The COVID-19 pandemic has created an additional rift between the worlds to the largest economies. President Trump is frustrated with China and blames them for allowing the virus to spread outside of China and throughout the globe. In several speeches, President Trump has called the virus the Wuhan virus named for the city of its origination. Despite the impact the virus has had on global economic growth, China has continued to work toward implementing the phase-one trade deal it made with Washington which was announced in January 2020. Currency trading has been very volatile allowing the dollar to sink versus most major currencies, despite rising US yields.
Economic Growth has Tumbled
US economic growth contracted by nearly 5% during the Q1 of 2020. That is the first decline since 2014, and the worst quarterly contraction since 2008. Slowing growth has captured the attention of the White House, and has become the key focus for President Trump. While US jobs data did come in better than expected, the unemployment rate is still more than 13%. One of the issues that remain is how the US Labor Department will treat individuals who count themselves as temporarily unemployed. These are people that have been furloughed and believe they will return to work with their current employer. The Labor Department reported this anomaly. If people who reported that they have temporarily lost their job were counted into the US unemployment rate the unemployment rate would balloon to 20% from the reported 13%.
How Will China Comply with a Trade One Trade Deal
China continues to repeat that it will continue working toward implementing the phase one trade deal, even as experts have said that Beijing will not meet the requirements to significantly increase its purchase of U.S. goods and services. Unfortunately, the spread of the coronavirus pandemic will cause China’s purchases of U.S. goods this year to fall short of what was agreed to in phase one trade deal. Recall, China agreed to buy an additional $200 billion in U.S. goods and services by 2021 on top of 2017 levels. That means that imports of U.S. goods and services into China should climb to around $290 billion in 2020 and $330 billion in 2021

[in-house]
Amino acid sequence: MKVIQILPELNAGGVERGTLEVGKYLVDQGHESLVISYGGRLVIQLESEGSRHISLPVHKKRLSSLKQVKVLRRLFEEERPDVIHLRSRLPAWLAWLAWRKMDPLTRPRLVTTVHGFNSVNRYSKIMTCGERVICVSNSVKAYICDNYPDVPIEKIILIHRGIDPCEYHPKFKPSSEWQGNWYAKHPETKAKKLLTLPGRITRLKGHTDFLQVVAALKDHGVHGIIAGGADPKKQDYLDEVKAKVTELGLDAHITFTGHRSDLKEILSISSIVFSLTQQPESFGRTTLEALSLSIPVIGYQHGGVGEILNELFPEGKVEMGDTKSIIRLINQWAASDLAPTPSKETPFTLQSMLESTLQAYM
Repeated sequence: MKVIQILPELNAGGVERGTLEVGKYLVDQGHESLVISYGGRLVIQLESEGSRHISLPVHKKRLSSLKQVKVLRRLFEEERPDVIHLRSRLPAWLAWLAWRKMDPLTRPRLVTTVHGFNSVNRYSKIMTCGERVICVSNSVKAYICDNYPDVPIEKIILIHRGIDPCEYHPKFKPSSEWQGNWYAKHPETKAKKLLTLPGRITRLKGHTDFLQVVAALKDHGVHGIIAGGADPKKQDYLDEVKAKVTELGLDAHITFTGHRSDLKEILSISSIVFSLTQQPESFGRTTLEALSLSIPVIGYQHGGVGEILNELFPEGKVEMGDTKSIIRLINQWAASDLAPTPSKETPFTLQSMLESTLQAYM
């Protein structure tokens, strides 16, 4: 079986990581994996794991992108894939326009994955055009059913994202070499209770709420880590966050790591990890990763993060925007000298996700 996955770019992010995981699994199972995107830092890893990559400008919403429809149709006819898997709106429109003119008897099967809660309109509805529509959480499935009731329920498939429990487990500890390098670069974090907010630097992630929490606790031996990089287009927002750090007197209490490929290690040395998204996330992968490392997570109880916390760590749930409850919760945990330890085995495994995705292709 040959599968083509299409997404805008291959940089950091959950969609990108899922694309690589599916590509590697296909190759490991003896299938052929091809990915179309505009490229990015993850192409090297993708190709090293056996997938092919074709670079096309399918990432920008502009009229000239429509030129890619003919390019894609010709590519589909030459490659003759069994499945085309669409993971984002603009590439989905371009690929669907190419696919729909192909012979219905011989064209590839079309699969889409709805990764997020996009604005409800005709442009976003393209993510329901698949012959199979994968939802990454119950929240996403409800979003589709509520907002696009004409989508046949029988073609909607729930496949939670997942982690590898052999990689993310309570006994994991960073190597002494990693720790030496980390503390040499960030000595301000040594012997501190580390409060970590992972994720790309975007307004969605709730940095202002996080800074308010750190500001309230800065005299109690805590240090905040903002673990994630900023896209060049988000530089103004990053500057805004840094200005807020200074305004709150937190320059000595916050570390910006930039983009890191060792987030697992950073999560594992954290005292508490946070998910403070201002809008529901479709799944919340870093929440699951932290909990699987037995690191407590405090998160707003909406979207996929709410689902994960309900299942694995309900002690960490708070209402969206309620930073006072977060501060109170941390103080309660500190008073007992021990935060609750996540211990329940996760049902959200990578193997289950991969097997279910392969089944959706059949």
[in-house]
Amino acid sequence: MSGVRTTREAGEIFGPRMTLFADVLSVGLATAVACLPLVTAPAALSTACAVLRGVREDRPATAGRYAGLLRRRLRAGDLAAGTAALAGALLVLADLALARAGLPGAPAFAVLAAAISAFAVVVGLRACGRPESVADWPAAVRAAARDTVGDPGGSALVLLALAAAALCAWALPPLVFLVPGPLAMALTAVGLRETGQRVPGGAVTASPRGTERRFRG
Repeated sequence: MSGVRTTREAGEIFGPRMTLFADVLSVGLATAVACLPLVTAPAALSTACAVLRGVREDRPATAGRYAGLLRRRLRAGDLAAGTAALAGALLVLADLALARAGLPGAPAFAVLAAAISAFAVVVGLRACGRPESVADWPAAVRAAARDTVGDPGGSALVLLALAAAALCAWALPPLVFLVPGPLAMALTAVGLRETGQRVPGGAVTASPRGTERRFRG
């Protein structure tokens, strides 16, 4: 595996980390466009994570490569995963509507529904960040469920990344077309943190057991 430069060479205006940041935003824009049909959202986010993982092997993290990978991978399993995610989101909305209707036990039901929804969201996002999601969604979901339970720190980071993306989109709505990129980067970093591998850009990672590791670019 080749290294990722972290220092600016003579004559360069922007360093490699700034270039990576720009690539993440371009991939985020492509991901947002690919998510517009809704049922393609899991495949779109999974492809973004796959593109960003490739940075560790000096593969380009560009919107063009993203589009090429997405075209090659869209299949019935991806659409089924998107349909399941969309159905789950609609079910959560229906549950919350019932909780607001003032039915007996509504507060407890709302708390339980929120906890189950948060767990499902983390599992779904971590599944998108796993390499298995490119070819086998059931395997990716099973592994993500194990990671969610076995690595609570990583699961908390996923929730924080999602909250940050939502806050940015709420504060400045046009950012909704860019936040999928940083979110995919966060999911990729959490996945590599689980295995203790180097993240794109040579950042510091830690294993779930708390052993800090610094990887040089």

The Center for Strategic and International Studies projected that exports of U.S. goods to China could come in at only $60 billion for all of 2020, much lower than the $186.6 billion needed to meet requirements in the agreement that both countries signed in January. China and the US can benefit from this as the Trump administration is focused on the economy right now and will not want to break the phase one deal, which would risk a renewed U.S.-China trade war hitting the global economy.
The forecasts for Chinese purchases
That forecast is likely a worst-case scenario because Chinese purchases of U.S. goods could rise later in the year as the economy recovers, but any increases still not change the overall picture. If the Chinese economy continues to pick up there will likely be continued purchases which should help push China closer to their Phase one goals. During the Q1 of 2020, U.S. goods exports to China fell by 10% year over year. Energy exports were hit the hardest falling by 33.3% during the Q1. Sales of commercial aircraft were tumbled and automobiles were down by 46.9%. Soybean exports were lower by 39.4%. While there is a huge demand for meat in China, the coronavirus caused many American meat-processing plants to halt production, creating a falloff in US exports of pork. The bottom line is that China is having a difficult time reaching the agreed levels, but part of the issue is that the US cannot export what China agreed to purchase.